James Richard SCOTT

Badge Number: S2943, Sub Branch: Meningie

SCOTT, James Richard

Service Number: 798
Enlisted: 29 February 1916, at Adelaide
Last Rank: Private
Last Unit: 43rd Infantry Battalion
Born: Meningie, South Australia, 30 April 1883
Home Town: Meningie, The Coorong, South Australia
Schooling: Not yet discovered
Occupation: Labourer
Died: Adelaide, South Australia, Australia, 12 July 1923, aged 40 years, cause of death not yet discovered
Cemetery: West Terrace Cemetery (AIF Section)
Section: LO, Road: 5S, Site No: 11
Memorials: Meningie War Memorial
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World War 1 Service

29 Feb 1916: Enlisted AIF WW1, Private, 798, 43rd Infantry Battalion, at Adelaide
9 Jun 1916: Involvement Private, 798, 43rd Infantry Battalion, --- :embarkation_roll: roll_number: '18' embarkation_place: Adelaide embarkation_ship: HMAT Afric embarkation_ship_number: A19 public_note: ''
9 Jun 1916: Embarked Private, 798, 43rd Infantry Battalion, HMAT Afric, Adelaide
7 Jun 1917: Wounded AIF WW1, Private, 798, 43rd Infantry Battalion, Battle of Messines, GSW Side and Chest.
20 Feb 1918: Discharged AIF WW1, Private, 798, 43rd Infantry Battalion

Help us honour James Richard Scott's service by contributing information, stories, and images so that they can be preserved for future generations.

Biography contributed by Saint Ignatius' College

James Richard Scott was born in Meningie, South Australia on 30 April 1883 and followed the Methodist religion. Before the war, he worked as a labourer and didn’t have any previous military service. Scott was below average height for the time standing at 5’ 6.5” tall, 1.5 inches under the average for time which was 5’ 8”. He weighed 61 kilograms when he enlisted and had brown eyes and hair. Scott’s mother, Mrs Sarah Scott, was his next of kin and most likely lived with him. There is no record to indicate whether Scott’s father lived with him or what his occupation was.

Scott enlisted for the war on the 29th of February 1916 after being assessed as medically fit as a private in the 2nd battalion at the age of 32. A week later he transferred to the 43rd battalion before departure overseas in June 1916. Scott travelled overseas to Egypt for preliminary training onboard the HMAT Afric before proceeding to England for more rigorous training in Lark Hill along with the 41st, 42nd,43rd and 44th battalions. Scott travelled to the western front in war-torn France with the 43rd battalion on the 25th of November 1916. The battalion spent the first half of 1917 engaged in bloody trench warfare in Flanders, the western region of Belgium, before engaging in a seven-day long battle in the town of Messines.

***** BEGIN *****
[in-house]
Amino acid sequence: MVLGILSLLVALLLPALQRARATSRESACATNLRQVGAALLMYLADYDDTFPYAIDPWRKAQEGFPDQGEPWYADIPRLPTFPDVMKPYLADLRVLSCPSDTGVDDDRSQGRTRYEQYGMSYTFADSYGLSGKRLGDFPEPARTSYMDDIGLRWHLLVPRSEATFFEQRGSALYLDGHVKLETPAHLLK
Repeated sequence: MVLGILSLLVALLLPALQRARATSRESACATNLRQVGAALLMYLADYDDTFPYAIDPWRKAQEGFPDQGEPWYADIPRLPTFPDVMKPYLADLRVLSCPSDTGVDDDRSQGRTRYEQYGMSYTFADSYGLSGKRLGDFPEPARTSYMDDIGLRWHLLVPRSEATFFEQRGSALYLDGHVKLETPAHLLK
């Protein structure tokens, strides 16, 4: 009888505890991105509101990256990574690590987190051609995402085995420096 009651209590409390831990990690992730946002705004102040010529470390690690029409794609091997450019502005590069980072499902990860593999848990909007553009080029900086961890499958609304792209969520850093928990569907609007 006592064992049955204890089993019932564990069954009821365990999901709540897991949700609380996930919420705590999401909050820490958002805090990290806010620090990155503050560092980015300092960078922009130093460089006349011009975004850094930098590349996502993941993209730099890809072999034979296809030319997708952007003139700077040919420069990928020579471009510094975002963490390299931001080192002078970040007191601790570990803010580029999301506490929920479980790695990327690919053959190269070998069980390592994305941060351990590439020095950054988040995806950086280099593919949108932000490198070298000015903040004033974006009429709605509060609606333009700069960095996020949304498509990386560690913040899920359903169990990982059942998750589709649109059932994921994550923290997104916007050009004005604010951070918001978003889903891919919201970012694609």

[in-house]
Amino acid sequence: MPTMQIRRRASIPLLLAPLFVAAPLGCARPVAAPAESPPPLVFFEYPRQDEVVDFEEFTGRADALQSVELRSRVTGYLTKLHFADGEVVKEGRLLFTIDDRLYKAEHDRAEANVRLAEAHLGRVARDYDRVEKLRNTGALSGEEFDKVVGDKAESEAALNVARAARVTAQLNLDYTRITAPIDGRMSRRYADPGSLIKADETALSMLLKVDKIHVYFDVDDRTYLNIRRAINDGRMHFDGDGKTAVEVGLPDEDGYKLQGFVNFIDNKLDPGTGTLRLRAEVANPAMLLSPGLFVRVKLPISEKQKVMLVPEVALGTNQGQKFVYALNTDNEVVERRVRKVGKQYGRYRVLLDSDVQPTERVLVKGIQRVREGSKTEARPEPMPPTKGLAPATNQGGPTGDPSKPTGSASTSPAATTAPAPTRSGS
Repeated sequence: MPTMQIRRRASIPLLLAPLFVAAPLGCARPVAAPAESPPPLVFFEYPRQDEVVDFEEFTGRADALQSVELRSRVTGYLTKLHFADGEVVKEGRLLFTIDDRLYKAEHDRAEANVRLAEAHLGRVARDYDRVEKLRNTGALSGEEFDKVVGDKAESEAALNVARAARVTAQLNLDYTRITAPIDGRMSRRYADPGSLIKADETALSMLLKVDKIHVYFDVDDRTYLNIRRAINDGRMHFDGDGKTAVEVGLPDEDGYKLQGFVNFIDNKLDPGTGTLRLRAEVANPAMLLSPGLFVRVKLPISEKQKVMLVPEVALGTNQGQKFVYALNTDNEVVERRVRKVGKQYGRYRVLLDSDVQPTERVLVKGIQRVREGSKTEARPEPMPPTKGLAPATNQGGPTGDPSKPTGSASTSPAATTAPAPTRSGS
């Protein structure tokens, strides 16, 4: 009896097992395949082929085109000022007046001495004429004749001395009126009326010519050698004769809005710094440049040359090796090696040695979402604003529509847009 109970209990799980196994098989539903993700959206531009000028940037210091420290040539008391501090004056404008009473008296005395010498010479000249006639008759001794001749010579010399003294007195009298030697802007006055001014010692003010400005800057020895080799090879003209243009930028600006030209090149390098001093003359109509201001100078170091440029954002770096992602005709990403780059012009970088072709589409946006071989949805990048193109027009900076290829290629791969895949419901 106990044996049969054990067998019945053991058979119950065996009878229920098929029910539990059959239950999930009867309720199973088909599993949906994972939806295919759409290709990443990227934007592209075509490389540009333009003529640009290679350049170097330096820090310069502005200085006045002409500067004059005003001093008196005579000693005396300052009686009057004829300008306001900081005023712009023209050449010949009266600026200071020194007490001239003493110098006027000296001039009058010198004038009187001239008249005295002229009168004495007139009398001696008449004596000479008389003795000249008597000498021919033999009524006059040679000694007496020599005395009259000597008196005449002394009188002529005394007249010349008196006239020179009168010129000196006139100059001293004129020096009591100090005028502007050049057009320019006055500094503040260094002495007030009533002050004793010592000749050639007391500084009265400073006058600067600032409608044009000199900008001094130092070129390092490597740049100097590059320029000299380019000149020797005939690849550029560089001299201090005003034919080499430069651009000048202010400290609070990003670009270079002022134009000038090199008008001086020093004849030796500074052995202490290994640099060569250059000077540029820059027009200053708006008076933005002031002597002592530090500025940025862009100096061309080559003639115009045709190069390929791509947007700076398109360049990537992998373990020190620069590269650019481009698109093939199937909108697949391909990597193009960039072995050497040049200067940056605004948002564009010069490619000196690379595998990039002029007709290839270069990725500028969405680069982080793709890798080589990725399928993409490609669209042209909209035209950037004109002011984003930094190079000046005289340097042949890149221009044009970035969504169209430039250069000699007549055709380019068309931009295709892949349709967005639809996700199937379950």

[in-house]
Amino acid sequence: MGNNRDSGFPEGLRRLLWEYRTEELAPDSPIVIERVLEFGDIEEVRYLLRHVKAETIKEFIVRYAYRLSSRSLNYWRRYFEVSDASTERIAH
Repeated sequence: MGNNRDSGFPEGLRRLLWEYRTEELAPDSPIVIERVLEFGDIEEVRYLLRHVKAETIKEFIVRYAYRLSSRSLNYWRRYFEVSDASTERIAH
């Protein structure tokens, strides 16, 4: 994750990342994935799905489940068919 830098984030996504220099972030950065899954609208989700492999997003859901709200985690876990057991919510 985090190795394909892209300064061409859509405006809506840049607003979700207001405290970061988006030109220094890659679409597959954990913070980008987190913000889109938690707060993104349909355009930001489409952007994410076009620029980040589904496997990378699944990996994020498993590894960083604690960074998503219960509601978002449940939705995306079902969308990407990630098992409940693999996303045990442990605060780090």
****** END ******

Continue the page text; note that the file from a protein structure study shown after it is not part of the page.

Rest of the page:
Disaster struck Scott on the first day of the battle of Messines, on the 7th of June 1917. Shrapnel or bullets struck Scott in his side and his chest. This would eventually decommission him from the rest of the battle and the rest of the war. Luckily, Scott survived the injury and didn’t die during the battle. He arrived in England on board the HS Jan Breydel a week later (14th of June 1917) for an extended period of hospitalisation due to his critical injury. This shows that the injury was serious as Scott would have received basic medical attention on the western front but the urgent need for hospitalisation in England indicates that the injury put him in a critical condition. After arriving in England, Scott was medically examined in London before arriving at a hospital in Norwich on the same day. There are no accessible medical records about his injury or his five-month-long hospitalisation period, but he was assessed as being unfit for active duty at the end of the hospitalisation period due to heart related deficiency.

Scott left England on the 1st of November 1917 and was discharged from the AIF on the 20th of February 1918. Scott got discharged due to being medically unfit (not due to misconduct) as a result of his injury. He served for 1 year and 357 days with 1 year and 205 of those days abroad.

20 days after Scott’s discharge he received a pension of 3 pounds a fortnight. This is estimated to be around $270 Australian per fortnight today (with conversion and inflation). This shows that Scott’s injury was so severe that he was unable to work again due to the pension being granted. As well as the pension, Scott received the British war medal and the Victory medal for his service at the end of the war. Scott sadly died 5 years after being discharged on the 12th of July 1923 at Myrtle Bank in Unley, South Australia from unknown causes. It is unknown what he did in between his discharge and death, but he wouldn’t have been able to do much due to his injury and his inability to work. It can be assumed that James Richard Scott died as a result of his injury and his grave is located in the West Terrace Cemetery in South Australia.


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 Advanced Search | Australian War Memorial 2016, Awm.gov.au, viewed 11 March 2021, <https://www.awm.gov.au/advanced-search>.

James Richard SCOTT 2021, Vwma.org.au, viewed 11 March 2021, <https://vwma.org.au/explore/people/315675>.

 Trove 2021, Nla.gov.au, Trove, viewed 11 March 2021, <https://trove.nla.gov.au/?q&adv=y>.